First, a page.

A big lobbyist fight is underway in Congress. It pits restaurants against insurers.
Hard-hit restaurants press business-interruption claims even on policies that excluded pandemics.
For example, Wolfgang Puck does not have a pandemic policy.
It expects Congress to take care of it.
The Wall Street Journal reports Restaurants vs. Insurers Shapes Up as Main Event In D.C. Lobbying Fight
Restaurants and their allies are lobbying President Trump and Congress to press insurance companies to cover “business interruption” claims stemming from the coronavirus, even where restaurants have policies that exclude losses from pandemics.
While insurers do offer coverage, those policies are significantly more expensive than standard business-interruption policies, and few restaurants carry them, industry representatives said. But restaurants and some U.S. lawmakers say the business-shutdown orders in states and cities should constitute business interruptions under their existing policies.
Insurers are pushing back hard with the help of some Republican senators and conservative groups, saying retroactive changes to coverage policies and threats of lawsuits from restaurants could undermine the nation’s insurance system.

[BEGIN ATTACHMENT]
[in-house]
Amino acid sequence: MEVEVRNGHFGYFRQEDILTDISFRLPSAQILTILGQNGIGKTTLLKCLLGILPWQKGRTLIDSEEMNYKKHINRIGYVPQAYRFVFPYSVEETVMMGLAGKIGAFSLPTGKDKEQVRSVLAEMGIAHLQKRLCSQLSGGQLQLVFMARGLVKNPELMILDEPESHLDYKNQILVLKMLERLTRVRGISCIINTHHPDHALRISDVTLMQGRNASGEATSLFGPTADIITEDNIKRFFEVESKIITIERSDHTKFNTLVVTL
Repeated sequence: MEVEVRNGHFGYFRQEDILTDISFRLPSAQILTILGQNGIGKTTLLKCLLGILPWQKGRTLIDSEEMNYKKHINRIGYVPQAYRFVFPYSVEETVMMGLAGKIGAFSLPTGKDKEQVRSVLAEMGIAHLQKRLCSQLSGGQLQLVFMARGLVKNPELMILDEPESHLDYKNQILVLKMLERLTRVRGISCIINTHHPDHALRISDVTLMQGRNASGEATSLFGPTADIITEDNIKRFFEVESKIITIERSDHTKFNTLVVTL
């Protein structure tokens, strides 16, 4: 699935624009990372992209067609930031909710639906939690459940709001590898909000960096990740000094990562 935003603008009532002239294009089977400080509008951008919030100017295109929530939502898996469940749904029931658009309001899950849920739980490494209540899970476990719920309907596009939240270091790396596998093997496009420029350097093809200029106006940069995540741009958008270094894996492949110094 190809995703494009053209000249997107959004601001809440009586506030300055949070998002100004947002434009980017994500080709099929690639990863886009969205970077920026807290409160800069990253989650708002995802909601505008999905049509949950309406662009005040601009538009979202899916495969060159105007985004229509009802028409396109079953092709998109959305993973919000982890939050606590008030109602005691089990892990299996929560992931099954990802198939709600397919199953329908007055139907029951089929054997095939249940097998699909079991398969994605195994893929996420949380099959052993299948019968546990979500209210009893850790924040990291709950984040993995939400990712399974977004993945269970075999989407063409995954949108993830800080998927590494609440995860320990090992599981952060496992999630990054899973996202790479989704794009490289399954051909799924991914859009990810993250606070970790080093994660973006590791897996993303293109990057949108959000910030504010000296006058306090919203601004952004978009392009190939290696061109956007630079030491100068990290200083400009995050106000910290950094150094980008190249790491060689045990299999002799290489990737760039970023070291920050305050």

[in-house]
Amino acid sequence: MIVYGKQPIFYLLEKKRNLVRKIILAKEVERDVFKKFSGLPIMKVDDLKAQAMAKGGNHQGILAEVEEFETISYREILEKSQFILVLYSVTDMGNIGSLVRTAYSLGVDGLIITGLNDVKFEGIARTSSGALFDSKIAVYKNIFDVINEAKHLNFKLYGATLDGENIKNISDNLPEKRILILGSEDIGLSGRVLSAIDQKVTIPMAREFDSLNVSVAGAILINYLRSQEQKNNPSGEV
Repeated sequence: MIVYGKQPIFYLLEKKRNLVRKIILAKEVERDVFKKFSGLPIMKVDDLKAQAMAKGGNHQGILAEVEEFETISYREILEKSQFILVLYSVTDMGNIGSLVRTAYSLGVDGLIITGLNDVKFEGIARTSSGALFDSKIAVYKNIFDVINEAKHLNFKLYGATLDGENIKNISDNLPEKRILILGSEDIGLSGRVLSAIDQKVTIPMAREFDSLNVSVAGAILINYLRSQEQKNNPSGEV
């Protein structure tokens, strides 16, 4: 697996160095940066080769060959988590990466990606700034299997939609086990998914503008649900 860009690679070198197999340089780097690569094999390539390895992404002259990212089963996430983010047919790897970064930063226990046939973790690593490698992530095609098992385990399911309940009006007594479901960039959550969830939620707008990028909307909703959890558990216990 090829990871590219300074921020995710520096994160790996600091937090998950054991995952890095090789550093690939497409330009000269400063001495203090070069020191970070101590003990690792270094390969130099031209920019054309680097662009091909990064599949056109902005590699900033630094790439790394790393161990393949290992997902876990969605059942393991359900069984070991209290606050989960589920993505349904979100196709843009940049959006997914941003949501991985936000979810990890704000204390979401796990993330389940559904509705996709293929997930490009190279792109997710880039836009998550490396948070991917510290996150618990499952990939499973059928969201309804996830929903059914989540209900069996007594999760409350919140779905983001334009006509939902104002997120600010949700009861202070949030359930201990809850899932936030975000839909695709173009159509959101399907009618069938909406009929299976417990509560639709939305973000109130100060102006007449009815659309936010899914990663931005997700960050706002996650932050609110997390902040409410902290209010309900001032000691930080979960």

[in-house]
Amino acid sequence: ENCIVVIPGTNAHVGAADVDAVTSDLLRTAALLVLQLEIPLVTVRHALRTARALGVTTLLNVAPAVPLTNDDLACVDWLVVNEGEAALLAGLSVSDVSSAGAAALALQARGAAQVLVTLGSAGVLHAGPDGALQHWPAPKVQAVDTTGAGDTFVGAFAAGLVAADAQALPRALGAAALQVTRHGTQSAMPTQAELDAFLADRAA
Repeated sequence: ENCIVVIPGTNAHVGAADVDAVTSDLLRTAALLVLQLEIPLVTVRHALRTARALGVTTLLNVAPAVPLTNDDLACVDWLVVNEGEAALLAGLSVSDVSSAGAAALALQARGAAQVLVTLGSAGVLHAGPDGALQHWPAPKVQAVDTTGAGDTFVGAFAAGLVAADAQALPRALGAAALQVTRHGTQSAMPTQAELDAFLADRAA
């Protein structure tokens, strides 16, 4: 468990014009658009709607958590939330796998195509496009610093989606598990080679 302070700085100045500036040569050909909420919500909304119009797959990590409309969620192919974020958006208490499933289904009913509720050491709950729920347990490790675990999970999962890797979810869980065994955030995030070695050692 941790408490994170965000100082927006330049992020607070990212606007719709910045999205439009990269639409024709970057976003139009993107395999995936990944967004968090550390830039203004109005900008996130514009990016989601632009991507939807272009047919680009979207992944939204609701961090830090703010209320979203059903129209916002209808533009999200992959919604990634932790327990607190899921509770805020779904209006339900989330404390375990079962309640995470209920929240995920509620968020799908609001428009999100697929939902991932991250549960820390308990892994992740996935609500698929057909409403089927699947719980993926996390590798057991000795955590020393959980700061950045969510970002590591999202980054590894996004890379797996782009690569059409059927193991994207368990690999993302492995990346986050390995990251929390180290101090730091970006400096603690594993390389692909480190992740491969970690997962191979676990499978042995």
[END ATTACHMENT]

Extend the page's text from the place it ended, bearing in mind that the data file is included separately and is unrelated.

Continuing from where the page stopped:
Cheatsheet reports Celebrity chef Wolfgang Puck has joined fellow renowned chefs Thomas Keller, Daniel Boulud, Jean-Georges Vongerichten, and Dominique Crenn to form BIG, (Business Interruption Group), a new national legal, political, and communications campaign launched in partnership with an industry-savvy insurance attorney.
The group has spoken by phone to President Trump for his assistance in communicating with insurance companies, who have, for the most part, denied restaurants assistance during the pandemic. Specifically, they are requesting the U.S. president to step in on their behalf. And it looks like Mr. Trump is sympathetic.
Puck said, “We were encouraged by our conversation with the president about the urgent need to help the restaurant industry. All of us paid business interruption insurance for years to protect the livelihood of our employees. If the restaurant industry collapses, it has a massive effect on the entire economy. . .”
Understanding the Legal Battle
Those with no business interruption policy have no claim.
Restaurants that do have business interruption policies ought to be covered unless the policy specifically excludes pandemics.
Policies cannot be changed after the fact by Congress or anyone else, except by universal agreement of all of those who the policy covers.
The disagreement is whether the shutdown is pandemic-related or government-related.
Lobbyists have taken sides.
I believe this should be up to a court of law with the decision depending on specific policy language.
It should not be up to Congress to interpret law, nor to make businesses whole for those companies with inadequate insurance, nor insurance companies who go burnt by offering pandemic insurance.